"Canola oil, Soybean oil, hydrogenated soybean oil. ... natural beef flavor, hydrolyzed wheat, hydrolyzed milk, those are part of the French fry flavor, " said Imahara.
The remaining ingredients, as Imahara explains, are used to preserve the fries after they are pre-cooked. The only difference between the frying process that is started at the suppliers and those in the individual restaurants, is the addition of TBHQ — which is found in some crackers, pet foods and even skin care products.
Reactions to the campaign — which answers other questions about McNuggets and Coca-Cola — have been mixed. And Roberto Ferdman, a blogger for The Washington Post, points out the obvious — no one's eating at McDonald's for the health benefits.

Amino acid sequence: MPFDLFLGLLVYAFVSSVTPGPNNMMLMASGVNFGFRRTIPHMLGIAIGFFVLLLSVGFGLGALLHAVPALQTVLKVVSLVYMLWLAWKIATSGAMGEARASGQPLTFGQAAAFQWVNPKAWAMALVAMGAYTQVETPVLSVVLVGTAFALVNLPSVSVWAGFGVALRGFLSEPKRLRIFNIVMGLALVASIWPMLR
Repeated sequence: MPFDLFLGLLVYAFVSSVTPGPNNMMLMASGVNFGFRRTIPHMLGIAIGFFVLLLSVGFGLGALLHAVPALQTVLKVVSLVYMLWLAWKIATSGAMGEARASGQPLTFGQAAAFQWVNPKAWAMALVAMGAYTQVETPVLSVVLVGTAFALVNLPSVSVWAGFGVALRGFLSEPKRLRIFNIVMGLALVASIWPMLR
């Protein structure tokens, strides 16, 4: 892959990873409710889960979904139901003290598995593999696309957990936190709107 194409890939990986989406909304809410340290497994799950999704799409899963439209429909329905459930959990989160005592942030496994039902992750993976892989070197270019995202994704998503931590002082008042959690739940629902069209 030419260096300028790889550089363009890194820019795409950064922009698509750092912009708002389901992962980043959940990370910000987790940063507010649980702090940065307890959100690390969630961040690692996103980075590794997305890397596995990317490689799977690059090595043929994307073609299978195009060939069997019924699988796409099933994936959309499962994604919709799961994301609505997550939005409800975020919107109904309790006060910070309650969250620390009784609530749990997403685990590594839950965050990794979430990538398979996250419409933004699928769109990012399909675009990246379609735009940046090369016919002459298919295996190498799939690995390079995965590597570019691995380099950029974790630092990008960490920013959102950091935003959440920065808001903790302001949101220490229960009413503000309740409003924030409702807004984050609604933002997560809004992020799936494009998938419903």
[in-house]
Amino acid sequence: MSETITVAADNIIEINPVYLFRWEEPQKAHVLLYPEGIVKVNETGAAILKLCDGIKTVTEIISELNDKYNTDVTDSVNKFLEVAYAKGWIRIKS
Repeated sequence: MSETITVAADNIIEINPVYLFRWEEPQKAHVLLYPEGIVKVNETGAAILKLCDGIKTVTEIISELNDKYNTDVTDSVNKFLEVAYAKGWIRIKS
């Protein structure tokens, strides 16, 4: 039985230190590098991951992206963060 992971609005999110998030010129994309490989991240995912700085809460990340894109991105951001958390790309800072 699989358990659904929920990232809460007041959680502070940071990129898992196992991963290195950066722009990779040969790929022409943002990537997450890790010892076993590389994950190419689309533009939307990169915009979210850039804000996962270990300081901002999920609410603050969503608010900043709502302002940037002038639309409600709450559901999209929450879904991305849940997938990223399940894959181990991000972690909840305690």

You go through the drive-through. Then an employee hands you the food through the window — are you really expecting a cook-to-order kind of healthy meal anyway?
Ferdman points out, "People visit cheap burger chains for a respite from their (hopefully) healthier dietary regimens. ... There is such a thing as too much information — and when it comes to fast-food french fries, the less people know, the more they can enjoy the food. If only McDonald's would let them."
But still, Micky D's fries aren't all that bad, at least when it comes to fast food comparisons. A small order of fries has about 230 calories.
And compared to other fast food chains, WebMD reports McDonald's fries are actually one of the lowest in calories and fat content including saturated and trans fats.
So hey, no matter how many ingredients are used to create those world-famous fries, at least you have one fact to make your self feel a little better as they go down the hatch: it could always be worse. Carl's Jr. ranked the lowest when it came to french fry health.
This video includes images from jordanalexduncan / CC BY SA 2.0.